Skip to main content

Google is going to test its 3D video chat booth with more companies

Google is going to test its 3D video chat booth with more companies


Salesforce and T-Mobile are among the enterprise partners that will test Project Starline

Share this story

If you buy something from a Verge link, Vox Media may earn a commission. See our ethics statement.

A person sits at one of Google’s Project Starline 3D video chat booths.
Google first announced Project Starline in May 2021.
Image: Google

Google is bringing Project Starline, its next-gen 3D video chat booth, to more companies starting later this year. As part of an early access program, “enterprise partners,” including Salesforce and T-Mobile, will begin using Starline, with Google deploying units of the booth in “select partner offices” for testing, according to a blog post.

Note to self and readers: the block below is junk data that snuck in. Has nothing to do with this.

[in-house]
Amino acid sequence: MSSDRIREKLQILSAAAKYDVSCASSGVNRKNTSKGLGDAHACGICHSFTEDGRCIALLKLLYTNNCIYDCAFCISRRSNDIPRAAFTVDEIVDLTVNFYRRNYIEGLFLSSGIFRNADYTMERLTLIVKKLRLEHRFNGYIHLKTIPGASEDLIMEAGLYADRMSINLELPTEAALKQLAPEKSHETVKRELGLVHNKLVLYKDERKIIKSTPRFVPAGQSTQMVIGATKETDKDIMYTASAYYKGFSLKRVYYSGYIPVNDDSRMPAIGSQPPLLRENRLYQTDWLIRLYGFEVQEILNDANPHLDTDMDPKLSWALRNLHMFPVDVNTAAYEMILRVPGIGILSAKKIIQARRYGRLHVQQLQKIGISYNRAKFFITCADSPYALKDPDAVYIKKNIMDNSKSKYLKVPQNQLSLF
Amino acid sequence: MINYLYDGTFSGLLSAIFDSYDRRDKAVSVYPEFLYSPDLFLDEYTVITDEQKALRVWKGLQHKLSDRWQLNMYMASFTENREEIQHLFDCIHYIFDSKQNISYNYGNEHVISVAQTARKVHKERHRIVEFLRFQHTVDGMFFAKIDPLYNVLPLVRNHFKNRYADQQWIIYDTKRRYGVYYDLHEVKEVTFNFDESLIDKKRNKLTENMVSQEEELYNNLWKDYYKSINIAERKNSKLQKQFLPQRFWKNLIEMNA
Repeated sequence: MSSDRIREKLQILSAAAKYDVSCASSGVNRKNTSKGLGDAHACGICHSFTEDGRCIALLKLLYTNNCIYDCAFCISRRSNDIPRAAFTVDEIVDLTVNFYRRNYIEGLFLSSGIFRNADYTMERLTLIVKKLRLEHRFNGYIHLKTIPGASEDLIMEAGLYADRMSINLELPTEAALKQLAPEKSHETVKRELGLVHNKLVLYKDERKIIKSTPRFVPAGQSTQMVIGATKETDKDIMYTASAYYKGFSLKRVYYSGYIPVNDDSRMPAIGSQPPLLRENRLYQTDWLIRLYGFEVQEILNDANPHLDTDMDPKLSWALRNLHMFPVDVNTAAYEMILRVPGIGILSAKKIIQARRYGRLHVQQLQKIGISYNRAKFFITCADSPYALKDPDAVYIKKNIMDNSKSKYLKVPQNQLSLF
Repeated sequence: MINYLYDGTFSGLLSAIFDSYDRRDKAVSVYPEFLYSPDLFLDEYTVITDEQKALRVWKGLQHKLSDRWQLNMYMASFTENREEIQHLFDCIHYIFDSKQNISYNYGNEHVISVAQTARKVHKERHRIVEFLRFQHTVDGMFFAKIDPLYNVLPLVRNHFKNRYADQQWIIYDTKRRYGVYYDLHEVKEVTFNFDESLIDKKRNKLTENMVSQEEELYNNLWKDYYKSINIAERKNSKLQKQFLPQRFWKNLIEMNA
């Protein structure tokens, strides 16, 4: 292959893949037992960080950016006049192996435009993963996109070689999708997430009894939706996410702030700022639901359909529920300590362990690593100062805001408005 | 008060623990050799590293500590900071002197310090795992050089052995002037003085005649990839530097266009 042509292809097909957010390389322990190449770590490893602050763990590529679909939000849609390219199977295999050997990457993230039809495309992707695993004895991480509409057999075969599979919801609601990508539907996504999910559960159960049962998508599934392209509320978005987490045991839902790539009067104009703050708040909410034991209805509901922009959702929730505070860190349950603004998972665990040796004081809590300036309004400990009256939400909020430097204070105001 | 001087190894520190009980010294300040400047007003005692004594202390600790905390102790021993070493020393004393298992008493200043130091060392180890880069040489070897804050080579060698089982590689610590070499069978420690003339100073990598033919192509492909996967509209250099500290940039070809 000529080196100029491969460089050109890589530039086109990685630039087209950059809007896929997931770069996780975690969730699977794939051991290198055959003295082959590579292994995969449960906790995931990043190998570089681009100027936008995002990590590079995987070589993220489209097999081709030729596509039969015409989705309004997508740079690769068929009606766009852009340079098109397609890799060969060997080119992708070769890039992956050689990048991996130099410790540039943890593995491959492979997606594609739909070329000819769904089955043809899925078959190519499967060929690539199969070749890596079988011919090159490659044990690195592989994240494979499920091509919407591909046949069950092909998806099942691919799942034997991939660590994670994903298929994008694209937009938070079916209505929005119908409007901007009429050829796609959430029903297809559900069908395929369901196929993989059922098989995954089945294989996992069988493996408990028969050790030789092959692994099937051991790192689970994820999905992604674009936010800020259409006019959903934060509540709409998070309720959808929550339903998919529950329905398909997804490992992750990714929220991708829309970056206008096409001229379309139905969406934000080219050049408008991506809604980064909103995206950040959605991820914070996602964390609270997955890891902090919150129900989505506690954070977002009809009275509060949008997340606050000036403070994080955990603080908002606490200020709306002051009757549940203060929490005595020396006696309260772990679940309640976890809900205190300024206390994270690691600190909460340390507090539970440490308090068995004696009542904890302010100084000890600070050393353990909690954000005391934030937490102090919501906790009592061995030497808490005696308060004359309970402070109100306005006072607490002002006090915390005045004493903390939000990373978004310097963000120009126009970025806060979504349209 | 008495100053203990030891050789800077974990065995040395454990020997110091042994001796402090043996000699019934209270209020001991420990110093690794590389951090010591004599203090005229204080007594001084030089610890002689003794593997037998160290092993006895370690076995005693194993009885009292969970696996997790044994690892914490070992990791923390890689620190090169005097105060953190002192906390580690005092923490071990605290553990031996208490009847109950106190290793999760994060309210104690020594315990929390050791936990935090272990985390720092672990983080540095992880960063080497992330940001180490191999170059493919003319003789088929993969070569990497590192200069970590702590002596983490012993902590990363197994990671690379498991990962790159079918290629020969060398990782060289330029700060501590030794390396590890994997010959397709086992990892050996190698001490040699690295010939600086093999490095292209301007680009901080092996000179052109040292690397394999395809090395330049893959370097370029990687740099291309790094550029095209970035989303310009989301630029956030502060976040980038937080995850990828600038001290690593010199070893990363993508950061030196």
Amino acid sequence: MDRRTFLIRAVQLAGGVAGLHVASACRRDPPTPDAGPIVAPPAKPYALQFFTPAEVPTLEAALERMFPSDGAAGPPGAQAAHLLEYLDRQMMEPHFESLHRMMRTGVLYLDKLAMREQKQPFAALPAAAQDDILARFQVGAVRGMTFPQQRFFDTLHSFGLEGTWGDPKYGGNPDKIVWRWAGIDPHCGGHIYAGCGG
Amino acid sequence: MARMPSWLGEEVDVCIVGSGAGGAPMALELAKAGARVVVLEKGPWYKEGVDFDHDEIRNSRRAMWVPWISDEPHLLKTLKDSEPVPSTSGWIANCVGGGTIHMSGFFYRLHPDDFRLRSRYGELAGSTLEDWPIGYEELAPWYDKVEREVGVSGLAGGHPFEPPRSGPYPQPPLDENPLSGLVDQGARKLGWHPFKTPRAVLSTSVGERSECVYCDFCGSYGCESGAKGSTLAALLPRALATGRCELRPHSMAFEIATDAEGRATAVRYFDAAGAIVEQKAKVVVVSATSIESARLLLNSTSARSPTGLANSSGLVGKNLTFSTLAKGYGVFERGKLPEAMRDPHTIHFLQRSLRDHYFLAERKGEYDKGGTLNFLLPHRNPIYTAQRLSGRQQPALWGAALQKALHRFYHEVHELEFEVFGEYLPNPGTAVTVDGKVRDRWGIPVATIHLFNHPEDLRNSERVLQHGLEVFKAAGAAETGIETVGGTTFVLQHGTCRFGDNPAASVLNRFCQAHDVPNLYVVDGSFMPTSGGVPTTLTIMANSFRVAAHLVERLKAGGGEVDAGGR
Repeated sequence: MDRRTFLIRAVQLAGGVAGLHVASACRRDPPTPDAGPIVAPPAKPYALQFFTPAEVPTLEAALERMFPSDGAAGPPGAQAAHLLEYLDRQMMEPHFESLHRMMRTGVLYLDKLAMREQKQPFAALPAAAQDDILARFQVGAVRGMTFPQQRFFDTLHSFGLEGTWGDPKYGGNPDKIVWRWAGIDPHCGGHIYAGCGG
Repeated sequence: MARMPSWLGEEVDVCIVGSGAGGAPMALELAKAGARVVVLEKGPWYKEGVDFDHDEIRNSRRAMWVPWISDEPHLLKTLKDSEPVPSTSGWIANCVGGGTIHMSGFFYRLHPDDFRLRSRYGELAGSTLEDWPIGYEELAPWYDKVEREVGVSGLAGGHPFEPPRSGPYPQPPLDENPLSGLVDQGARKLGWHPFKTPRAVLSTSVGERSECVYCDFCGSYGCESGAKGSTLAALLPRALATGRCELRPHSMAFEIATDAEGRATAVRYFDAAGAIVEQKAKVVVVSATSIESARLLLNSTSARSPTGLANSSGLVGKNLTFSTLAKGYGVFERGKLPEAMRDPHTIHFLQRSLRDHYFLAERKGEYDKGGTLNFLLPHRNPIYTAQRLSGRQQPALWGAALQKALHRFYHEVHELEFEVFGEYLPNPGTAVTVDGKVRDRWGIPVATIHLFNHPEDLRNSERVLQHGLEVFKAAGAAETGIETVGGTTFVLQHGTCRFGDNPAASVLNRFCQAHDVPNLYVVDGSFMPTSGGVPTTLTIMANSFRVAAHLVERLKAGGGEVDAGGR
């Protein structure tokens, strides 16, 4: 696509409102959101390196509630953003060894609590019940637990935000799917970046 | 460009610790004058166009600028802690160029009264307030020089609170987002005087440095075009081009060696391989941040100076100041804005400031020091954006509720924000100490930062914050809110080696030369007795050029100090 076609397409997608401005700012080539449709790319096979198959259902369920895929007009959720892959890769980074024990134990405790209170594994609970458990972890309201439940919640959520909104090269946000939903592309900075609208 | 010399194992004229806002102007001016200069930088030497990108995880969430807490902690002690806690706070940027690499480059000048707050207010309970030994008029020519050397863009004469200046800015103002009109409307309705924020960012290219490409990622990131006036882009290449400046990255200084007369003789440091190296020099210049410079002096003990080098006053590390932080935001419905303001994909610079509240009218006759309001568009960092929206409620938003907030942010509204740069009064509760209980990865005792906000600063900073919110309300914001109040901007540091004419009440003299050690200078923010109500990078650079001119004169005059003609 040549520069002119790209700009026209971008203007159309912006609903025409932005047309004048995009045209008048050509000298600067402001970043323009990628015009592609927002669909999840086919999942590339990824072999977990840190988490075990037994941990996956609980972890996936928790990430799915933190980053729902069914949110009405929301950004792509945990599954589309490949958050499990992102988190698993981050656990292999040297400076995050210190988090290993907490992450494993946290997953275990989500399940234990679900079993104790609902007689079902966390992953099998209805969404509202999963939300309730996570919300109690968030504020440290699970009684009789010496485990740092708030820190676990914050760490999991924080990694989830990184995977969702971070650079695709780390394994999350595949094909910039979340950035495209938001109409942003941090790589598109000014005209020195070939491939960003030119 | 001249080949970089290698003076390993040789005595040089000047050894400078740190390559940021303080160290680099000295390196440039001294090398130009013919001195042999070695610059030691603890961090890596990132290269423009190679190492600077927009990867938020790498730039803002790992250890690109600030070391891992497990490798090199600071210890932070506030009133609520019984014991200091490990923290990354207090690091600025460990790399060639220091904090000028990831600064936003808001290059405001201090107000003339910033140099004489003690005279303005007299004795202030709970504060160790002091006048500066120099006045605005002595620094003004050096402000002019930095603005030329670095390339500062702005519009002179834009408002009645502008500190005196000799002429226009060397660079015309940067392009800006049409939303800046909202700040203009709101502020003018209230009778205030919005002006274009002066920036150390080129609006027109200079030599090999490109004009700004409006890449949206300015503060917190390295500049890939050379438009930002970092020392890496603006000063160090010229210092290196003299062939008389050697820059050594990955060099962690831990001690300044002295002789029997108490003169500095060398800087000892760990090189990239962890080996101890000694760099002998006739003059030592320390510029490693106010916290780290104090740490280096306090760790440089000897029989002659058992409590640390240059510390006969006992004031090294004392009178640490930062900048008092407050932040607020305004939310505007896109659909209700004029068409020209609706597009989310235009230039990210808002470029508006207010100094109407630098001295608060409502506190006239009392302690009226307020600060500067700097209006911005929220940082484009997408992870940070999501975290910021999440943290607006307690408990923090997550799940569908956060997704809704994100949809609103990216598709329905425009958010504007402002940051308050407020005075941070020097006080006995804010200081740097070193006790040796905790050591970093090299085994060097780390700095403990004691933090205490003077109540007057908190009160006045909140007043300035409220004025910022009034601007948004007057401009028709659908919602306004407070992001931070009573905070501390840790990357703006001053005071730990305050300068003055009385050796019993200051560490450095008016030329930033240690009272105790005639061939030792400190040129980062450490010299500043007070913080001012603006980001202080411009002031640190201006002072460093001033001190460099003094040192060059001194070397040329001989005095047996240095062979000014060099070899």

Google first announced Project Starline at last year’s Google I/O. The idea is that you can sit in the booth and have a virtual conversation with another human being without squinting at a tiny Zoom window or wearing a virtual reality headset. The booth creates the effect of talking to a “real” person by capturing how you look with cameras and sensors and so it can recreate a 3D model for the person on the other side of the call. There’s quite a bit of hardware involved to make the technology work, but the end result, at least in the brief glimpses Google has shown publicly, looks quite impressive.

However, it seems as if Starline could be a long way from becoming a commercialized product. Despite announcing the project nearly a year and a half ago, Google is describing this expansion to companies like Salesforce and T-Mobile as only the “next phase of testing.” And I doubt the booth will come cheap. But as more organizations shift to a hybrid work model (including Google), Project Starline could be a useful way to connect with people who you can’t meet with in person — assuming the project becomes available more broadly, of course.

Google shared the Starline expansion as part of a swath of other Google Cloud and Workspace updates. My colleague David Pierce got to talk to the new head of Workspace about Google’s plan to crush Microsoft Office.